Both Uber and Lyft have come to Wyoming. These ride-sharing companies give people the option to use their smart phones to dial up a ride whenever they need it. If you’ve had too much to drink at the bar, call an Uber. If you’re away from home on business and need to get to your meeting, call up Lyft.
And the companies also give regular folks a chance to earn a little extra money. Both companies use normal people to drive, and those drivers make themselves available through the companies’ mobile apps. Drivers have to pass background checks, of course, and the types of vehicles they drive have to be approved before they’re put into service. Both companies require newer vehicles, for instance, so the passengers don’t find themselves paying to help push a broken-down jalopy the final four miles of the trip.
But I think the vehicle requirements are too strict, and both companies are missing out on a great opportunity, especially here in the Cowboy State. I checked to see if my Ram pickup could be used as an Uber or Lyft vehicle, and at first both companies said if it’s a four-door truck with at least six seatbelts, it should be OK. But it doesn’t have leather seats or other luxury amenities. The customer service people for both companies said I would be better off with a fancier vehicle.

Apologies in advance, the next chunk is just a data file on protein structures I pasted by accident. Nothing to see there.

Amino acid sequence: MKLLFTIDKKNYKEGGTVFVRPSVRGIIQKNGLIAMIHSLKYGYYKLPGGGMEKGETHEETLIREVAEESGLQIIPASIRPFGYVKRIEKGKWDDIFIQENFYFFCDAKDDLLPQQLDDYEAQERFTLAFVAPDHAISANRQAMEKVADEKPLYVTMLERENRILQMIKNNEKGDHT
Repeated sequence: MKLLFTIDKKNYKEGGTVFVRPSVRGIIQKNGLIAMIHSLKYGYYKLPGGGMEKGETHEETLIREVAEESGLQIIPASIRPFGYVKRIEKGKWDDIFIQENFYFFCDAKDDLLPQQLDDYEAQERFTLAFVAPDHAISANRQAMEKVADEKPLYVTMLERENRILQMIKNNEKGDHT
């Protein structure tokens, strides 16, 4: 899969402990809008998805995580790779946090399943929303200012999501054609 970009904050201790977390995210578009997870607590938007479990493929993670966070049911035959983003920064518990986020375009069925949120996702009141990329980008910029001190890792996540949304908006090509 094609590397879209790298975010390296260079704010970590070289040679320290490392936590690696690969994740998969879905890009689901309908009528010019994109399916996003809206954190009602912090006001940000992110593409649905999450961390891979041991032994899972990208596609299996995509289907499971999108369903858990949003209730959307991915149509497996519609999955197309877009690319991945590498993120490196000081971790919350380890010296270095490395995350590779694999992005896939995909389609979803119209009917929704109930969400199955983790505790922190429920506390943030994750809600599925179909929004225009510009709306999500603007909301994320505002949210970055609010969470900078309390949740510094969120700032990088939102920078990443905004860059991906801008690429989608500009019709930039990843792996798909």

I explained that hunters don’t care if there aren’t leather seats, and that they would prefer an open bed for their ride to the hills. That comment was met with silence at both companies, and when they started talking again, they said they don’t offer rides for hunters. I think they’re missing a fantastic niche market. I’d love to take hunters to the field, and I’d even wait around to take them home, as long as the meter were still running. Oh, well, maybe I’ll have to start my own ride-sharing service.